Like Clockwork, Buffalo Bills Break Down

At least the Bandits start in January. Indoor lacrosse fans can take comfort in knowing there presently doesn’t appear to be a strong chance of Buffalo Bills games that conflict with the schedule. Overlap is a welcome problem: monitoring two of Terry Pegula’s teams simultaneously as many dedicated fans of masochism did last Thursday is seen as perfectly normal Buffalonian behavior. Similarly, both of them frustrating us is a sadly regular occurrence.

The football franchise did its best to spare fans the burden of getting carried away with successful scenarios. Push that boulder up the hill and act shocked when it rolls back down. It’s asking a lot for a touchdown this week.

Sports teach important aspects about our world, such as how nothing auspicious is safe no matter how certain the feeling. Readying oneself for the possibility of disappointment is a good skill to learn even if it’s not particularly fun. Humans like to presume achievement is imminent and permanent, as we hope to spot patterns while seizing on promising developments. But the Bills emphasize the fleeting nature of exhilaration. We should feel grateful that they teach us about taking nothing for granted, although I’m not in the mood to write them a nice thank-you note at present.

I’d feel more inclined to appreciate the sobering reminder about how nothing is promised if I wasn’t dealing with the regular November meltdown of this teasing franchise. It’s tempting to presume wins will be followed by more of them as if they become an unavoidable tendency. But expecting encouraging trends to continue often leads to wallowing in despair. It’s my understanding that some fans of non-Buffalo teams get to smile through season’s end.

Extra time off means chances to search for certainty. But conclusive answers can’t be found until action returns. That realization of powerlessness leads to more apprehension about a team that’s already created enough. If anyone knows a way to halt the descent, I’d love to know it.

For now, Bills fans cope with knowing the team is presently seen as unable to execute a timid game plan. Now, they can only overcome frittered chances. It would be nice to believe the lapses aren’t a pattern. But this franchise may as well have the reliable Colton Schmidt pull away the football.

Neither the present nor future appear to be in good shape. Other than that, the progression of time is enjoyable. Inconsistent passing continues to doom this team, a trend you could find identified on this site if archives went back to 1997.

If Kyle Orton continues to target ghosts, it’s unjustifiable to continue postponing the pain of EJ Manuel learning through making live mistakes. They may as well play the youngster if the incumbent’s favorite target is going to be grass. Of course, Manuel might not be the long-term answer, either. But this team doesn’t even have short-term solutions.

Wasted careers make the annual slump even more pleasant. Specifically, the Bills only get so many snaps with this defensive line. Double-teaming each of them leaves only three people to handle the ball, which present conventional strategy deems impractical. But ends and tackles can’t compensate for an offense which treats the end zone like a toxic waste dump to be avoided due to fear of mutation. We should try to convince them that they may get superpowers from exposure.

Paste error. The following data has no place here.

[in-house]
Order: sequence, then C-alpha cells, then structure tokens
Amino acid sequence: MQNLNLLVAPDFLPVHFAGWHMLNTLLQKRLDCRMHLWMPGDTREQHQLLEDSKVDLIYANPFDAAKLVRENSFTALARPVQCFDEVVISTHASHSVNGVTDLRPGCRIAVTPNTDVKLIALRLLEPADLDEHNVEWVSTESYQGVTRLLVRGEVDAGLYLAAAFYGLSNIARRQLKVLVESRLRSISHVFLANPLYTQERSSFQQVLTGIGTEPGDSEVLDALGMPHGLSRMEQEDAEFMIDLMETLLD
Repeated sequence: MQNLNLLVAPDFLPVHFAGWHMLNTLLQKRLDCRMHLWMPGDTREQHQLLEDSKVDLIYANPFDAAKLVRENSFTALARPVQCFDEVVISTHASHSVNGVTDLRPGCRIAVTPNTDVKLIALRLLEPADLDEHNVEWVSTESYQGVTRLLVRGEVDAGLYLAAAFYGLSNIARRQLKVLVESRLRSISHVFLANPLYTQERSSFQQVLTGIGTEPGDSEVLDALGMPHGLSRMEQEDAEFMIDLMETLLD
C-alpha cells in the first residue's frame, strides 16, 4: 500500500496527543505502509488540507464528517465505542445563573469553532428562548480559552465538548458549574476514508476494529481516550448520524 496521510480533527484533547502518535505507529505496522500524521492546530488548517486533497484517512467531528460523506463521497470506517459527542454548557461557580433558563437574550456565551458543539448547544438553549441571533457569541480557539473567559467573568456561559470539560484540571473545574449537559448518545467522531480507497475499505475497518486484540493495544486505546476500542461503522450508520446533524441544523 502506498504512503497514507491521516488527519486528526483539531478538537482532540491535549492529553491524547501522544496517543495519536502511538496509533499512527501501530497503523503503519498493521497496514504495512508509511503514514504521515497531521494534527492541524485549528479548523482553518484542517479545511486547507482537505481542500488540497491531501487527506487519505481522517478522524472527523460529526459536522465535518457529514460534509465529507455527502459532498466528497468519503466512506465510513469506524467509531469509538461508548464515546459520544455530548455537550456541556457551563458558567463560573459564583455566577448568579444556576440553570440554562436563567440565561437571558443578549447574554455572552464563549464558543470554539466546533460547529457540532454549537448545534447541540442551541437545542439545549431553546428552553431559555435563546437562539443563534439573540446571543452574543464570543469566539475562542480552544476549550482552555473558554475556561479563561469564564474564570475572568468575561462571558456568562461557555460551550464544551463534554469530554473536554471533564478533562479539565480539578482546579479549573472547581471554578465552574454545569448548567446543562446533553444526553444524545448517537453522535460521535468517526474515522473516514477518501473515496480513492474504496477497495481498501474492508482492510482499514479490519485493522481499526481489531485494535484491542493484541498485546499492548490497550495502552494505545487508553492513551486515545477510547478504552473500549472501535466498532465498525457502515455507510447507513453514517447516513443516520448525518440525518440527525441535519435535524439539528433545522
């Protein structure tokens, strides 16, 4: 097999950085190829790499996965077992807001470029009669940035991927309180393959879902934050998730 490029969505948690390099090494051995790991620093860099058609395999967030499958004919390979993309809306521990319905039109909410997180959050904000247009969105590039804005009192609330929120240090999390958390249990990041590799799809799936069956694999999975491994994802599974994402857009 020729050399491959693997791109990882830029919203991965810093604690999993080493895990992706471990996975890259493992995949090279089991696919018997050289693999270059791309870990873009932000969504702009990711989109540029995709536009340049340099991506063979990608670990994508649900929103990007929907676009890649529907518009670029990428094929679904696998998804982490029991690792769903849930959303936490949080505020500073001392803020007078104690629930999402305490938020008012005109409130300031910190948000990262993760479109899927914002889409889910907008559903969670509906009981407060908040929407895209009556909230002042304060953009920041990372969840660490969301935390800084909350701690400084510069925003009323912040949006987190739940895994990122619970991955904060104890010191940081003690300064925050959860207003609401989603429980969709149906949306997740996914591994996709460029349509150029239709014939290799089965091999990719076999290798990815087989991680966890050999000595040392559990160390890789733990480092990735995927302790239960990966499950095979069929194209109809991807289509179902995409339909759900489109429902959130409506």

Maybe Doug Marrone is putting his hopes in Kyle Williams finding a way to score. The defensive line can only do so much for so long. This level of dominance is inherently fleeting, especially when players want to be simultaneously compensated handsomely. Marcell Dareus will naturally want money in line with his unparalleled ability to pulverize foes, while Jerry Hughes wants to knock money out of the owner’s hands like how he separated Ryan Tannehill from the ball.

Meanwhile, Mario Williams likely wonders if his contract will be honored for its full length in the weird NFL world where two parties agree to a deal which one can break. It’s a challenge to keep the band together even while there are hits to be made. Rock fans know that Guns N’ Roses is the same entity that rocked our skulls in name only.

The Bills endure another lengthy break wondering if the offensive line’s leakiness will sabotage their counterparts’ efforts. Sloppy plays have countered an indescribable amount of preparation. Long hours spent getting ready are wasted if the coach uses them to conclude that punting while down late is what winners do. Sleep at home if that’s the tactic designed after not leaving the office.

Planning themselves out of wins has been worse than literal bad breaks. The cultural manner in which the Bills self-destruct is remarkable in its perverse way. The people involved change, but tendencies don’t. The new owner should make it clear that nobody’s job is safe if the decline continues through season’s end, as hopes are still getting dashed as they were while Sammy Watkins was in grade school.

Falling apart every year despite optimistic signs isn’t quite what we meant when we said we wanted consistency. Getting crushed like it’s scheduled makes change seem unreachable. Evidence this franchise is ready to embarrass the doubters is vanishing. Breaking precedent starting against the Jets with a thoroughly focused effort is the sort of unexpected shock this snowed-in franchise could use.

About Anthony Bialy

Anthony Bialy recently moved back to Buffalo from New York City and acts like he never left. He thinks "Buffalo 66" is biographical and considers it a crime against mankind that Steve Tasker is not in the Hall of Fame. He likes getting Tim Hortons on the way to get Labatt Blue. Follow him on Twitter at @AnthonyBialy.